(Reuters) - CMC Markets Plc (CMCX.L) reported a 76 percent slide in first-half pretax profit, hurt by curbs on client trading as London's online trading firms face scrutiny from global regulators and sustained low market volatility.
The company, headed by Peter Cruddas, one of the City of London's most prominent supporters of Britain's exit from the European Union, said pretax profit fell to 7.2 million pounds in the six months ended Sept. 30, from 29.8 million pounds a year earlier.
"The second quarter was particularly difficult. Volatility was low, and unusually the majority of asset classes traded in tight ranges. This was further compounded by the impact of European regulatory change," Cruddas said in a statement.
The company has seen an improvement in market conditions and higher client-trading activity at the start of the second half, said Cruddas, who set up CMC as a foreign exchange broker with a 10,000-pound investment in 1989.
CMC and its rivals such as IG (IGG.L) have been in focus as regulators tighten rules on products that allowed anyone with a bank card to make highly-leveraged bets on financial markets via apps and online platforms.
The European Union's securities watchdog has banned the sale of 'binary' options to retail customers due to concerns about significant losses made on the inherently high-risk speculative products.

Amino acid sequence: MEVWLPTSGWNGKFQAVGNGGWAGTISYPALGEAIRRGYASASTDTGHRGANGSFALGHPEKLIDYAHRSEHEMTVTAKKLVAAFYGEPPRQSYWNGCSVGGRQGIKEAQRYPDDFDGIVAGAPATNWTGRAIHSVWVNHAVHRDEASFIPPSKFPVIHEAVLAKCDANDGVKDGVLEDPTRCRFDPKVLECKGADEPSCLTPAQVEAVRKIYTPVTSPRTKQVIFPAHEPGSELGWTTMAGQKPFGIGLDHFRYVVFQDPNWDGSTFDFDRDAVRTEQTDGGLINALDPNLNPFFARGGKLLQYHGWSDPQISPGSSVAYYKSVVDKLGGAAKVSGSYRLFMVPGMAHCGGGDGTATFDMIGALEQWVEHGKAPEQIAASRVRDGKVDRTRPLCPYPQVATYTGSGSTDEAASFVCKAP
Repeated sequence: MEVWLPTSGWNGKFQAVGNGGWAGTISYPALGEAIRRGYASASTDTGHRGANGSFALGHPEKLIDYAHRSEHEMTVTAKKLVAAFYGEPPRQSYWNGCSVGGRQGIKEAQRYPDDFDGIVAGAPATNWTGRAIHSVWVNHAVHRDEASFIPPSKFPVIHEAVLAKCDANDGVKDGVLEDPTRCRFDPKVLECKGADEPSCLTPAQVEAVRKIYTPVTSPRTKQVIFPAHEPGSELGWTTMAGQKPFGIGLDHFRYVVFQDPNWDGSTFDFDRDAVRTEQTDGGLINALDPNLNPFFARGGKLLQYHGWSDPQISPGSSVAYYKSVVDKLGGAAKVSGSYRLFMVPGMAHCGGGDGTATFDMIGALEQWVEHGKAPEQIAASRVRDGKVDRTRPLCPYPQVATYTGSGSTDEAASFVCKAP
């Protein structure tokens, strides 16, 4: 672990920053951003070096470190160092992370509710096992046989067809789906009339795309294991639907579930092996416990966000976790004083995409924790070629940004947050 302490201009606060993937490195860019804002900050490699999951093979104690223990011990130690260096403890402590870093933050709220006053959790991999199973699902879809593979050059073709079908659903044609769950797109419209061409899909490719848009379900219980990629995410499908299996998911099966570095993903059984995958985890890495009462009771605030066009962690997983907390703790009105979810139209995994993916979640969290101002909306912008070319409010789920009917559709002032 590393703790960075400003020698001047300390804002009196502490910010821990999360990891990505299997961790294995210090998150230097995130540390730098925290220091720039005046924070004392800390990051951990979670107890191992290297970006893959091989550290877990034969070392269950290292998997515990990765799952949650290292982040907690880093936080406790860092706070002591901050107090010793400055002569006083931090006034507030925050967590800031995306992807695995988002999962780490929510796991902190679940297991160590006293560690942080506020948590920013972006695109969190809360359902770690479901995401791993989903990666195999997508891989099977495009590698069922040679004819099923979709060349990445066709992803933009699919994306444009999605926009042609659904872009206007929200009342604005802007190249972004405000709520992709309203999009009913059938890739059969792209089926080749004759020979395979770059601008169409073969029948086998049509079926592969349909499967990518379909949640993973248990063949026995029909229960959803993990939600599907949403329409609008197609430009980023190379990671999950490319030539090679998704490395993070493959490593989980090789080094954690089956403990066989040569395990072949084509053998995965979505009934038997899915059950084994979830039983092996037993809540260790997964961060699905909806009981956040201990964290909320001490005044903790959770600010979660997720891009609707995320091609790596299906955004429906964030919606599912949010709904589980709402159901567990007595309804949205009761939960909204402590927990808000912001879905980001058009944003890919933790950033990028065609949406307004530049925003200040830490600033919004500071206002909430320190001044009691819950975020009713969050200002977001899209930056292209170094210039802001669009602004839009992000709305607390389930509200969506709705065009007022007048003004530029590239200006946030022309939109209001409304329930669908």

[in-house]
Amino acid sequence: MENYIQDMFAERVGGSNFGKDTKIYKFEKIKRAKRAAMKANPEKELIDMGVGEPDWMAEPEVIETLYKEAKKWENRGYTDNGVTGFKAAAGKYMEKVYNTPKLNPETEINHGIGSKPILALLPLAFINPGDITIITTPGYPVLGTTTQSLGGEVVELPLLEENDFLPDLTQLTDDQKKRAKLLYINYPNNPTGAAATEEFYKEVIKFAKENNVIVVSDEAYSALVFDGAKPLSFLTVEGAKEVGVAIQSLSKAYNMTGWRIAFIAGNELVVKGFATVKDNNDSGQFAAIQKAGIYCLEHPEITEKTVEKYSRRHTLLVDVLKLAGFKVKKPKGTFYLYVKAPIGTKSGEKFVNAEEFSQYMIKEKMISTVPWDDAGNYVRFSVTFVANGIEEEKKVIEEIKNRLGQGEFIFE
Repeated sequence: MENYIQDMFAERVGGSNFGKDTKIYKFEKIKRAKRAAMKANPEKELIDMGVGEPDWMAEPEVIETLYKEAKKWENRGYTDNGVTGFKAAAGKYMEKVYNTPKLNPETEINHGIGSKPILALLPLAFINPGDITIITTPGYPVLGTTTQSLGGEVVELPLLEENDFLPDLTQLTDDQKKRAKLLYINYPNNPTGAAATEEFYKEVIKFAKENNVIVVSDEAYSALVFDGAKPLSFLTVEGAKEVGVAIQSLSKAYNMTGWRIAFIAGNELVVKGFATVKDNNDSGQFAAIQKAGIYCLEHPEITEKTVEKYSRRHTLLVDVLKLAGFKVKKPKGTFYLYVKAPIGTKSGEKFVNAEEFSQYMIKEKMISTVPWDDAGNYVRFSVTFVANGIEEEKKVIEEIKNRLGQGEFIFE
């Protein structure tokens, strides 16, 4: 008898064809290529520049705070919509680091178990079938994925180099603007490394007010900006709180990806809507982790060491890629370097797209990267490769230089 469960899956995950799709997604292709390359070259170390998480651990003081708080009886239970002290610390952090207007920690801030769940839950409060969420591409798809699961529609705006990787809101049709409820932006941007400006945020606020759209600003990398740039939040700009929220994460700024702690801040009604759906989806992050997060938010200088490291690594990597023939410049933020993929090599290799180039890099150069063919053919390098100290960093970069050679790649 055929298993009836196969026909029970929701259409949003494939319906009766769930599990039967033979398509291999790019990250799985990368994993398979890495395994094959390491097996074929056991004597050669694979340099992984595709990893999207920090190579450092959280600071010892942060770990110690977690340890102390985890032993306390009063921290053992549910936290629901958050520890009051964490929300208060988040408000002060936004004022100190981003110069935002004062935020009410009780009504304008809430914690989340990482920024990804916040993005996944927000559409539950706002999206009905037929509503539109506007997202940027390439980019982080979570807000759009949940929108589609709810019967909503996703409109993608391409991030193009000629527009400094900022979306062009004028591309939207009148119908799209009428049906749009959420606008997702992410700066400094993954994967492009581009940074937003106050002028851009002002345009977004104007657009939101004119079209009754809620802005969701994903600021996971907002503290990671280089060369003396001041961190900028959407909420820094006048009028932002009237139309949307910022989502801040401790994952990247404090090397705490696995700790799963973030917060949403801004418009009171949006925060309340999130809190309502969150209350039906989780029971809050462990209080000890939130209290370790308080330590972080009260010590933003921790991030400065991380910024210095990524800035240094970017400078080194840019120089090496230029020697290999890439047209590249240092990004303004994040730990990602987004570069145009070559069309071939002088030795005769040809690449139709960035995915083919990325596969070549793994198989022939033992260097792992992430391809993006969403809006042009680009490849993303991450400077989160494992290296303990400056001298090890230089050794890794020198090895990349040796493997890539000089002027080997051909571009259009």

Binary options and CFDs are financial products that give investors exposure to price movements in securities without them having to own the underlying assets.
While the main indicator of stock market volatility (.VIX) has risen this year on concerns that a decade-long rally in developed markets was coming to an end, the scale of moves in major currency markets, one of retail brokers' main area of operation, has been far more subdued.
CMC said revenue per active client fell 22 percent to 1,413 pounds, while the number of active clients fell 4 percent to 44,697 in the first half.
The company also said an application to open a subsidiary in Germany, in preparation for Brexit, was being progressed by German regulators.
(Reporting by Noor Zainab Hussain and Tanishaa Nadkar in Bengaluru; Editing by Gopakumar Warrier)